Many cities and states have adopted standards for STC (Sound Transmission Class) and IIC (Impact Insulation Class) in multifamily households. Typical requirements include a minimum sound transmission loss for walls and floors between units. Cities and counties adopt a basic code and then make modifications to suit their needs. For example, an STC 50 and IIC 50 is the code required rating for some cities, with a minimum field test tested FSTC 45 and FIIC 45 are allowed. However, this does not necessarily mean that it yields acoustical privacy between units or that it represents a level of quality that guarantees owner satisfaction. In apartments with high prices, where the noise problem is too perceivable, other reasonable expectations of the buyer should be used as the basis for construction decisions.
The table below shows classification established by the U.S Department of Housing and Urban Development in the Guide to Airborne, Impact, and Structure Borne Noise Control in Multifamily Dwellings. Descriptive definitions of three grades of acoustic environments are given in order to ascribe criteria suitable to the wide range of urban developments.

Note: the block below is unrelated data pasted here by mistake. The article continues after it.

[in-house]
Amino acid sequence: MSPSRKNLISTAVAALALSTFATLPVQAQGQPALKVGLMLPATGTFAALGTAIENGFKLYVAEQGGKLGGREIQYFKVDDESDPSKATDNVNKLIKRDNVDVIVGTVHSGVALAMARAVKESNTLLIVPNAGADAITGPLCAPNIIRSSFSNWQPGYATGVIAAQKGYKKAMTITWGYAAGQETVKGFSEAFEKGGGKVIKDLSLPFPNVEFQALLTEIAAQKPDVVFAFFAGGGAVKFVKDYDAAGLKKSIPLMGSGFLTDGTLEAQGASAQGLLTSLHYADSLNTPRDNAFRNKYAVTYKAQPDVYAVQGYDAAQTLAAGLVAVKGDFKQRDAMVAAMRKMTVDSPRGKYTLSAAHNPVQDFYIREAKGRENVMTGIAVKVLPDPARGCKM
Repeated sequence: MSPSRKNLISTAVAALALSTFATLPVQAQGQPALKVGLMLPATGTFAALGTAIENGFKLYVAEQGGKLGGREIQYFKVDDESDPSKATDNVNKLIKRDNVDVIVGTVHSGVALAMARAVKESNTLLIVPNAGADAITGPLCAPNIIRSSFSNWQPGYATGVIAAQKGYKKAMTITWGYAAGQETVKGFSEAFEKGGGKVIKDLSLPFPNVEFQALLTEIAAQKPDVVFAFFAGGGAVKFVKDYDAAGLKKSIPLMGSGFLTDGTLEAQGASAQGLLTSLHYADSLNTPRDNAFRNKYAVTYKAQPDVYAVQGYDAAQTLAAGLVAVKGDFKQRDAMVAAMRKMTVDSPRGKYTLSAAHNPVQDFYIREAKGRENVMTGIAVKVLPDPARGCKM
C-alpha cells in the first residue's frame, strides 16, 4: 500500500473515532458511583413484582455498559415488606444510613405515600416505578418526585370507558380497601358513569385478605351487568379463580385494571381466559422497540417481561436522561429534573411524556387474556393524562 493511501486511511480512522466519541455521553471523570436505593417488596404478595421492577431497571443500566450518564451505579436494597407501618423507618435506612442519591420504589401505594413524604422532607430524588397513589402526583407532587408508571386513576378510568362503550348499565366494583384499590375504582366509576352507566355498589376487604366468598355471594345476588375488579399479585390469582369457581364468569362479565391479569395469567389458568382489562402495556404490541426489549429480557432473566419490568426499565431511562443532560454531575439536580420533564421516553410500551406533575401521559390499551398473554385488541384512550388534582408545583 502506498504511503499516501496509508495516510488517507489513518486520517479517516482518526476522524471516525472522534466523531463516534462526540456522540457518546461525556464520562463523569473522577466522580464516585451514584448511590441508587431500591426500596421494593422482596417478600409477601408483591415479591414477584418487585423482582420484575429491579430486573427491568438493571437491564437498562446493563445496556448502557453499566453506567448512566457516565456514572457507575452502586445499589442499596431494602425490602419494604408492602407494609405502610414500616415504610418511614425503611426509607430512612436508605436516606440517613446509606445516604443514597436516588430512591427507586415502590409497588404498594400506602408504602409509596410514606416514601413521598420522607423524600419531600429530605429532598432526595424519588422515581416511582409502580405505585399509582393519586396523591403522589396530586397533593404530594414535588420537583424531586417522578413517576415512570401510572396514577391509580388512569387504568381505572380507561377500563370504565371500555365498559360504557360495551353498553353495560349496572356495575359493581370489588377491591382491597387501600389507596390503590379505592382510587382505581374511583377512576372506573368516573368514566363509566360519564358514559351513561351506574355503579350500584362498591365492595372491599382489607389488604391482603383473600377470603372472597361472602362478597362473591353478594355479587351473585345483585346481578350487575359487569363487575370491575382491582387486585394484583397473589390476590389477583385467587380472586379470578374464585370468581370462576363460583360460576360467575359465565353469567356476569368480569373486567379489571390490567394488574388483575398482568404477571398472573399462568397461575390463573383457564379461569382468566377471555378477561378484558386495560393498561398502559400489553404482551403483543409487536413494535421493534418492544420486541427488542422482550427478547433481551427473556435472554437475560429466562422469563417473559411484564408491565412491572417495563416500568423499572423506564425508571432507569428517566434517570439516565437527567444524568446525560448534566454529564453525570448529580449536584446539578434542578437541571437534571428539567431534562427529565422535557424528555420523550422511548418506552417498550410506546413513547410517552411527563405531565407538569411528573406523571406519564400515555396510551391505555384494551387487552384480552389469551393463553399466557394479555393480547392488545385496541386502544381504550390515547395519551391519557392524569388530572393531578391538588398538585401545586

|Transmitting Room||Receiving Room||Luxury|
|Living Room||Living Room||55||52||48||55||52||48|
|Family Room||Living Room||58||54||52||62||60||56|
|Living Room||Family Room||58||54||52||52||50||48|
People often ask us what is considered normal interior apartment noise. There are many ways to measure sound levels, but the most commonly used is dBA, which is based on intensity and on how the human ear responds to it. As an example, the acceptable noise level for bedrooms is 25-30 dBA while for living rooms 35 dBA is acceptable.
It’s important to understand that humans detect varying frequencies differently because our ears are less sensitive to low frequencies than they are to high frequencies. However, sometimes we have measured an “acceptable” 30 dBA in an apartment, yet the people there are still troubled by high structural noises or low frequencies that remain clearly perceived.
In future blogs we will talk about noise complaints and the solutions that we have attained for them over the course of our time as a business for over 20 years.
Edited by Alex Hikmat